Black tongue: causes, treatments and home remedies

Black tongue is a harmless and temporary oral condition. Despite its name, the black tongue does not always make the tongue turn black. In fact, the main symptom is that the tongue looks hairy with visible growths.

Black tongue usually occurs due to an accumulation of keratin protein on the surface of the tongue.

However, an overgrowth of bacteria or fungi inside the mouth can also make the tongue look black. The black tongue is temporary and tends to clear up without treatment.

Read on for more information on the causes of black tongue. We also describe some home remedies and treatments that can help clean the black tongue and prevent its recurrence.

There are two main types of black tongue: black hairy tongue and pseudo-black hairy tongue. Each has a different cause, which the following sections will cover in more detail.

Black hairy tongue

A doctor who looks in a woman's mouth to see if she has a black and hairy tongue. Share on Pinterest
An accumulation of keratin protein can cause a black tongue.

The skin of the tongue is covered with a protein called keratin.

Normally, keratin breaks loose when skin cells break off. Sometimes, however, keratin accumulates on the tongue. This can make the tongue look black and discolored. Doctors refer to this as black hairy tongue.

The following factors increase the risk of keratin accumulating on the tongue:

Pseudo-black hairy tongue

Some people may experience pseudo-black hairy tongue.

This refers to a black and hairy tongue as a result of a fungal infection, a bacterial infection or another oral disease.

Black tongue can cause different symptoms depending on its underlying cause.

The black tongue does not always make the tongue turn black. Instead, the main symptom is that the tongue looks hairy due to the presence of long and threadlike growths.

People with black tongues generally do not experience any other symptoms. However, some people may experience the following:

  • a discolored tongue that is black, brown, gray or yellow
  • a tongue that feels blurry or sticky
  • bad mouth taste
  • bad breath
  • a burning sensation
  • sickness

The black tongue is harmless. However, it may indicate that a person is at risk of developing an oral health problem.

Maintaining good oral hygiene can help clear up the black tongue. People can try:

  • regularly brush your tongue with a fluoride toothpaste
  • using a tongue scraper to remove plaque, bacteria and other debris from the tongue
  • rinse mouth with warm salt water to improve cleanliness and reduce bad tastes and odors
  • brush your tongue after each meal and do not eat after brushing at night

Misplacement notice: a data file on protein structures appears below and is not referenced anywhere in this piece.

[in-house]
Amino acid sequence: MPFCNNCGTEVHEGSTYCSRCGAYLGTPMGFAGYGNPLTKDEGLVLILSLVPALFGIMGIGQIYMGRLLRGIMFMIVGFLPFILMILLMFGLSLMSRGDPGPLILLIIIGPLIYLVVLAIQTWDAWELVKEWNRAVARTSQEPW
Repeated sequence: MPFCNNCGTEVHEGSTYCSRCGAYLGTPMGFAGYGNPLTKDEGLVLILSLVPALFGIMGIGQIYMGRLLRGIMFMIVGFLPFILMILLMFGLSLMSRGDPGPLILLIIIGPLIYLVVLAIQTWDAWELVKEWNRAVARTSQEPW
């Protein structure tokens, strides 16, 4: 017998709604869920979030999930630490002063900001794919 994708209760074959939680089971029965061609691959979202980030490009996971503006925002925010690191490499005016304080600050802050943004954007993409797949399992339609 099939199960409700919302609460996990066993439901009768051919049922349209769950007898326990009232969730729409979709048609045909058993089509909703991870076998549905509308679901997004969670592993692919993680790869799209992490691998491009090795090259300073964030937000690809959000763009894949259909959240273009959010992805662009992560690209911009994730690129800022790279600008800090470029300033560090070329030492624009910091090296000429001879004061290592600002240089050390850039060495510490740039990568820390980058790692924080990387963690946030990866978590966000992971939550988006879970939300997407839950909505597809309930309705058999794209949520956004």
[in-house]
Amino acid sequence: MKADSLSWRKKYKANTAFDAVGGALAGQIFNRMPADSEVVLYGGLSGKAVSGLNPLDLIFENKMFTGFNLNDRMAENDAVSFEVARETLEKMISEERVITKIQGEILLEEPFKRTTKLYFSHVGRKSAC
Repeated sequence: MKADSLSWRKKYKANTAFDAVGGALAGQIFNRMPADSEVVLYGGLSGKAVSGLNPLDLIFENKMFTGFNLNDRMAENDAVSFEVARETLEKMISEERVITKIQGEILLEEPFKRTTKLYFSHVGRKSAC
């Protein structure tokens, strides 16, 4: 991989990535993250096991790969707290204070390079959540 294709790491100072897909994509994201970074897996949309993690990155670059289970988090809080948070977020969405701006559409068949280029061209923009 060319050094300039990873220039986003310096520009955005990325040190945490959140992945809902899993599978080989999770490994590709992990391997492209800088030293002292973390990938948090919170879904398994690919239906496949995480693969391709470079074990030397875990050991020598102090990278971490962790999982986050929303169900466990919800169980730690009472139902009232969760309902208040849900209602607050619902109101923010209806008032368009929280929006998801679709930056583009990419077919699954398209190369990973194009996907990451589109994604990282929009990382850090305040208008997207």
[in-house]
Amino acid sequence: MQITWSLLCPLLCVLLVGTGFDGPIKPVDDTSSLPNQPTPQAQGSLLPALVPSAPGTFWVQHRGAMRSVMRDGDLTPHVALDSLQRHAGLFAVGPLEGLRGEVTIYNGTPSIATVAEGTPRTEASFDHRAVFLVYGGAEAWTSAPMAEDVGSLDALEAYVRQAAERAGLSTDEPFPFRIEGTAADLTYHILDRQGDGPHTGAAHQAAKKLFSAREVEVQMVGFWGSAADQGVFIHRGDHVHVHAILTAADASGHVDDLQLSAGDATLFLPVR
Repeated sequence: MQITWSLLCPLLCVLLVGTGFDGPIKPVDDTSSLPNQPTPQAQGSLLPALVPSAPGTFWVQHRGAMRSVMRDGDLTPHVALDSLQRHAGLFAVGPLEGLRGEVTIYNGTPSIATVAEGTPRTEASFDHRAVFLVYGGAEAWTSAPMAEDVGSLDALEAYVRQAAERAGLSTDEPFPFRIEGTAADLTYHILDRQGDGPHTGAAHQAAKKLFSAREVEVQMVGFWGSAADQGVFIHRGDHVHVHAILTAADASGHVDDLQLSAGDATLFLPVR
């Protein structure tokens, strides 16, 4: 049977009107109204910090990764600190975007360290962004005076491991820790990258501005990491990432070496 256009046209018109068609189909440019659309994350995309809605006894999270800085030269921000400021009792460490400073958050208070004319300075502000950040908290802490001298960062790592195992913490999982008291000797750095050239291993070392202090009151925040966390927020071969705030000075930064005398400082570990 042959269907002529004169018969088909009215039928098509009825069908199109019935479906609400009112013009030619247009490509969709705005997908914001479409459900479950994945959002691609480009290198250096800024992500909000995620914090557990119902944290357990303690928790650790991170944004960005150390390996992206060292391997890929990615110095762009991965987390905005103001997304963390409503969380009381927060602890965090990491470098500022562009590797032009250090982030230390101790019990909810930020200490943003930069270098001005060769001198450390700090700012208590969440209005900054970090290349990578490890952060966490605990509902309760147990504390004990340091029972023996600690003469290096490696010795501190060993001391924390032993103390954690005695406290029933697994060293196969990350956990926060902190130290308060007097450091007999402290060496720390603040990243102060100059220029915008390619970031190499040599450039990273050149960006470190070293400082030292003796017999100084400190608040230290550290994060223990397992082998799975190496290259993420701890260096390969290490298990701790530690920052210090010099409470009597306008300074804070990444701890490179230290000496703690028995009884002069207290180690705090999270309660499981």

• applying baking soda or hydrogen peroxide on the tongue
  • drink lots of water to help keep your mouth clean
  • eat more raw fruits and vegetables, which can help clean your tongue

If the black tongue does not clear on its own in a few days, a person should seek medical treatment.

A doctor or dentist may recommend the following treatments for a person who presents with a black tongue:

  • Antibiotics: These medications will help treat bacterial infections of the tongue.
  • Change of medications: A person who develops black tongue as a result of antibiotic use may need to change antibiotics.
  • Antifungal treatment: These medications can help treat the fungal causes of a black tongue.
  • Other medications or supplements: Anecdotal evidence suggests that certain medications, including salicylic acid, retinoids and B-complex vitamins, can relieve black tongue symptoms. However, people should not use these treatments without first talking to a doctor.
  • Surgical treatment: If other treatment options do not work, a doctor or dentist can perform a procedure to remove long, thread-like growths on the tongue. This trimming procedure is safe and effective. However, the black tongue may return after the procedure.

Black tongue can be alarming, but it is not a medical emergency.

It is safe to wait a few days and try some home remedies before seeing a doctor or dentist. However, people should seek help from a health care provider if their symptoms persist or worsen.

Sometimes, black tongue occurs with other symptoms of an oral health problem, such as:

People should consult a doctor or dentist as soon as possible if their black tongue is accompanied by any of the following symptoms:

  • pain
  • swelling
  • visibly damaged teeth

Noticing a black tongue can be alarming, but it is not a sign of a serious illness. In some cases, however, it may indicate that a person needs to improve their oral hygiene.

In general, it is safe to wait a few days before seeking treatment for a black tongue. Meanwhile, people can try home remedies such as brushing their tongue or scraping and rinsing with salt water.

A person should see a doctor or dentist if their symptoms persist or worsen, or if they are accompanied by pain and swelling. The doctor or dentist will work to diagnose the cause of black tongue and provide you with the appropriate medical treatments.

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